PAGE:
Impact of White Matter Hyperintensities on progression in Alzheimer's disease Comparison of Amyloid Biomarkers in Alzheimer's Disease-a Monocentric Study

N Dyremose, M Bruun, K S Frederiksen, L Gjerum, H Rhodius-Meester, M Baroni, G Waldemar, W Van Der Flier, H Soininen, P Mecocci, J Koikkalainen, S G Hasselbalch, T Urhemaa, J Lötjönen, D Carneiro, I Baldeiras, A P Moreira, J Castelhano, M Castelo-Branco, I Santana

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Background and aims: Cerebral white matter hyperintensities (WMH) have been suggested to contribute to progression in Alzheimer's disease (AD). Quantification of WMH in patients can be performed both manually, where WMH is categorized according to the Fazekas scale, and automatically using software which calculates WMH based on a FLAIR MRI sequence. The aim of this study was to investigate to which extent the WMH-burden affects progression in a mixed population of clinical AD and prodromal AD. Furthermore, we assessed whether manual rating and automatic segmentation of WMH provide equal information on progression. Methods: Patients with clinical diagnosis of AD and MCI patients suspected of having early AD were included. Evaluation of progression was performed by an experienced clinician at a 12-month follow-up visit. Manual evaluation (Fazekas scale) of WMH was performed by an experienced neuroradiologist and automatic segmentation was performed as previously described (Koikkalainen et al, 2016, Neuroimage). Patients were examined for the association between WMH-burden at baseline and progression in disease after 12 months and stratified by diagnosis of AD without CVD and AD with CVD. Results: There was no significant difference between WMH-burden and progression status in either AD without CVD (p=0.122) or AD with CVD (p=0.159). However, there was a trend for a higher WMH-burden in progressed vs. stable patients diagnosed with AD with CVD. Conclusion: WMH-burden seems to have an impact on progression in AD only when present in large amounts. We are currently investigating the prognostic value of manual and automatic WMH-burden measurements. Background and aims: According to international criteria, amyloid-biomarkers are diagnostic elements for Alzheimer's disease (AD). Controversies about their accuracy for early and differential diagnosis may be explained by distinct pathological processes or by between-center variability in amyloid-markers. We pretended to compare the agreement between amyloid CSF-biomarkers, [11C]-Pittsburgh Compound Positron Emission Tomography (PIB-PET) and Florbetapir (18F) and the accuracy of these biomarkers for AD diagnosis. Methods: 96 patients with at least two amyloid markers were included. The clinical course was considered the diagnostic gold standard. We used locally established cutoffs of amyloid CSF-AD biomarkers-Aβ42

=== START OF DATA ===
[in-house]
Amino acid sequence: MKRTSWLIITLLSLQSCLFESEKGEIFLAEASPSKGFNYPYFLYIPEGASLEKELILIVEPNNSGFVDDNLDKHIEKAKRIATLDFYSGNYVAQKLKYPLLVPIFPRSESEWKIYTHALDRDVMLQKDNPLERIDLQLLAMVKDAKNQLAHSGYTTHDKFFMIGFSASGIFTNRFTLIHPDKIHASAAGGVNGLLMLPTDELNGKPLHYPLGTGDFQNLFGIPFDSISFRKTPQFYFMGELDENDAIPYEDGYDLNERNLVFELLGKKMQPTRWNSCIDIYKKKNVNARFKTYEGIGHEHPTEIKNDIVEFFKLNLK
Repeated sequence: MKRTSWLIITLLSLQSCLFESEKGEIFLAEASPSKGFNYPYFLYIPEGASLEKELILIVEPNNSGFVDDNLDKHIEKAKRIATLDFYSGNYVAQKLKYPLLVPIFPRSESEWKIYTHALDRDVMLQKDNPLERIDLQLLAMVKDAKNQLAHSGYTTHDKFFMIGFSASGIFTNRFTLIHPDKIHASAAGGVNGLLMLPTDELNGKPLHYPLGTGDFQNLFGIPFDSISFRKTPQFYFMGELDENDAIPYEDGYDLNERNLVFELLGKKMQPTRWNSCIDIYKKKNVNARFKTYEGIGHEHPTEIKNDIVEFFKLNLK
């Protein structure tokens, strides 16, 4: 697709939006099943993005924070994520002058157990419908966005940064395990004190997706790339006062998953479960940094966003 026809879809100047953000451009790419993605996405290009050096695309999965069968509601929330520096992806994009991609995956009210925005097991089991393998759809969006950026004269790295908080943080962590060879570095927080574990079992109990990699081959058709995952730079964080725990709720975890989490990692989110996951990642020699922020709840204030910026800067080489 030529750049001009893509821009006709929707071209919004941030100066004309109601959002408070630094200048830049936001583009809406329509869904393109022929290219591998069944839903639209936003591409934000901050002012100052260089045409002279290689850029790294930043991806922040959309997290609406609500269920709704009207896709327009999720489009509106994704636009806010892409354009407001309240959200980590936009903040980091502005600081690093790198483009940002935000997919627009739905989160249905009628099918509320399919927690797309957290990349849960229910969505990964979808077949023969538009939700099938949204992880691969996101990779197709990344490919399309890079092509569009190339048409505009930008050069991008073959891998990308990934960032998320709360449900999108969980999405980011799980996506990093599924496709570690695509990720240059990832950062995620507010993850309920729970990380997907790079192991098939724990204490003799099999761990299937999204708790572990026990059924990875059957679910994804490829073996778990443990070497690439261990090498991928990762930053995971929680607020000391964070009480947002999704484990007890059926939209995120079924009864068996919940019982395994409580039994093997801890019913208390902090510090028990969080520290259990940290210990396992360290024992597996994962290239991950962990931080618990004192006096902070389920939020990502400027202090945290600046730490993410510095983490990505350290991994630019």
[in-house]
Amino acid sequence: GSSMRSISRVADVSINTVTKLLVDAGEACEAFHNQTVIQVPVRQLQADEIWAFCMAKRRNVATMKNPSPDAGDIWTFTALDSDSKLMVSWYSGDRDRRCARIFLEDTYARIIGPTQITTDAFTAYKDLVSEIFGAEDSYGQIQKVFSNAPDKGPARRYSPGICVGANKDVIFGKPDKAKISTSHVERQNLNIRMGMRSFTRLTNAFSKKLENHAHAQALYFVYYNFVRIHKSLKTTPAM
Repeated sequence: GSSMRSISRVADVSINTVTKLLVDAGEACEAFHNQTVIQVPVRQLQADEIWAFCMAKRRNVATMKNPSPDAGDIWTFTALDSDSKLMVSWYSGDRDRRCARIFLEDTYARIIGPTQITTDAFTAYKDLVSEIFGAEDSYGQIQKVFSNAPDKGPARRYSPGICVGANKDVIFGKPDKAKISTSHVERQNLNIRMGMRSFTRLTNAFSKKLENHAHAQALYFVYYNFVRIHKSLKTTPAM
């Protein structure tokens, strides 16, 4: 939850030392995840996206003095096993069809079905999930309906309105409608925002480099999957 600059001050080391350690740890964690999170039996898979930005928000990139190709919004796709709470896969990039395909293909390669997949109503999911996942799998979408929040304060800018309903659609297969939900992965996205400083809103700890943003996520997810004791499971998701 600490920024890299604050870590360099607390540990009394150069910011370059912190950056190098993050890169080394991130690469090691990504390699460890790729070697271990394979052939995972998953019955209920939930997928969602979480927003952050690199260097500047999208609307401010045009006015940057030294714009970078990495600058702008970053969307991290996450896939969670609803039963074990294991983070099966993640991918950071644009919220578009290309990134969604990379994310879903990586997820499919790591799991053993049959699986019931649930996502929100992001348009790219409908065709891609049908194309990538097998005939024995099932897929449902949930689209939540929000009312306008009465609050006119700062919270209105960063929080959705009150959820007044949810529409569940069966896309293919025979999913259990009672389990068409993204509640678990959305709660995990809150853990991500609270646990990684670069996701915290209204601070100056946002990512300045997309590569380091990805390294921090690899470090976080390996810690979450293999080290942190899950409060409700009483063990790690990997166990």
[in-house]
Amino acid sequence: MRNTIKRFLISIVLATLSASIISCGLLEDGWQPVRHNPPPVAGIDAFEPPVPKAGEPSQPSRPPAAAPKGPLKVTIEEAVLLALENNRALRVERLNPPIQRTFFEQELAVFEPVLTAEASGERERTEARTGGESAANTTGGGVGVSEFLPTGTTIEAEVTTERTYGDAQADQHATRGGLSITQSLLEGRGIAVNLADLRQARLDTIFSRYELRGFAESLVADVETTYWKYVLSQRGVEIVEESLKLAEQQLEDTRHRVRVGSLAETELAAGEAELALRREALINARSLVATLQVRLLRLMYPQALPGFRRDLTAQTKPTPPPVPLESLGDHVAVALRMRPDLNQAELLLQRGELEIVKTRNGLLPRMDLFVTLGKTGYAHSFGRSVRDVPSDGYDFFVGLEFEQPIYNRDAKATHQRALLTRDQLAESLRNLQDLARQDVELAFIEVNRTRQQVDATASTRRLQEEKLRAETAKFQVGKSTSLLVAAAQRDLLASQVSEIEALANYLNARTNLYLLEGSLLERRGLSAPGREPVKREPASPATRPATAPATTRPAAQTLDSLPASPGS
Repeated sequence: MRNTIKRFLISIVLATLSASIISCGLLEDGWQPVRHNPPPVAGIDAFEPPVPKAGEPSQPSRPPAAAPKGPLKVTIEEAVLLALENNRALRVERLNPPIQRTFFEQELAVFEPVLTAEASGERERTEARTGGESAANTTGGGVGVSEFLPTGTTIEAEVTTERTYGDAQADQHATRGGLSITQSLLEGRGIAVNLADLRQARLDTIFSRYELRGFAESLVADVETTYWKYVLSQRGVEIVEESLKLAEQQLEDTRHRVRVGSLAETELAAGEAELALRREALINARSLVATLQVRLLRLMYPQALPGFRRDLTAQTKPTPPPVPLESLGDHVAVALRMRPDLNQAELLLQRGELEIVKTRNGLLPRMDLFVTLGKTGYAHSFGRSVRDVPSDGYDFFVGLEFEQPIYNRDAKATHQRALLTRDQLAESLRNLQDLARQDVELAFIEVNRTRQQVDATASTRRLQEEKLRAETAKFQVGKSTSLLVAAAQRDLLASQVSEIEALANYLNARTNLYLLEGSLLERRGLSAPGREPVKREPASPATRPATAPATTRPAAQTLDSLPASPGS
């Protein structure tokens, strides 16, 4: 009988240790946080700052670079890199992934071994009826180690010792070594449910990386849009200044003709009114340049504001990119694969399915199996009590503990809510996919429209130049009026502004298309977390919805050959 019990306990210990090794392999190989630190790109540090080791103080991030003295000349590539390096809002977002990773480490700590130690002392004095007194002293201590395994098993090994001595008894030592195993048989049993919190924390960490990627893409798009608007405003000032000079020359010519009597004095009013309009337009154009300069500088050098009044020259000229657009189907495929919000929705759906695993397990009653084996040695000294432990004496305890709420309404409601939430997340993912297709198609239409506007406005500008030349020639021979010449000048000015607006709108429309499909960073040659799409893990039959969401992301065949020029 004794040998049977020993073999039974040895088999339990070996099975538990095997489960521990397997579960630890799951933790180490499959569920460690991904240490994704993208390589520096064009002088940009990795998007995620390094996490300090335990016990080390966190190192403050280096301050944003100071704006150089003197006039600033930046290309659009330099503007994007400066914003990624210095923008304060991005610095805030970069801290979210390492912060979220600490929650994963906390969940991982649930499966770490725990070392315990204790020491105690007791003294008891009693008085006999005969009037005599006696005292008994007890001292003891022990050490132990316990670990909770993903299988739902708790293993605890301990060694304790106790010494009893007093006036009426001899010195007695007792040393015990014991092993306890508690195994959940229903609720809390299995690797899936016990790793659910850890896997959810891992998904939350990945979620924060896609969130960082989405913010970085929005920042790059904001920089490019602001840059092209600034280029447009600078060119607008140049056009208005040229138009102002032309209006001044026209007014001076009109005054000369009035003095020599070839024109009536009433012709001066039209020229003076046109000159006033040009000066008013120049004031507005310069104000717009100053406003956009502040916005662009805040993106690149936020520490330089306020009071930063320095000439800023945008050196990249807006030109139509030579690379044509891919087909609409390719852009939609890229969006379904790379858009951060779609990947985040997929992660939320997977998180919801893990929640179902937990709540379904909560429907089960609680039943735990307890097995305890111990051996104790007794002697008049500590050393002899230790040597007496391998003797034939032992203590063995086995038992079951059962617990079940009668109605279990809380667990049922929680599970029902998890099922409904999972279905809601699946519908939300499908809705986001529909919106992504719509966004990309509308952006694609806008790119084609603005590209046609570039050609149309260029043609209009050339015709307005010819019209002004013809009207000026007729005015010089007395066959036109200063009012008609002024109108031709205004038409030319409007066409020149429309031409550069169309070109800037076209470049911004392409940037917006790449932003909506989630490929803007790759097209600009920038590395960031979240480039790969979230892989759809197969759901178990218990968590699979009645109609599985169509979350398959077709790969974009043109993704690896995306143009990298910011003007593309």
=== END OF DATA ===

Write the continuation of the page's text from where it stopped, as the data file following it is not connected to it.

Original languageEnglish
Number of pages187
Publication statusPublished - 2018

Publication series

NameEuropean Journal of Neurology

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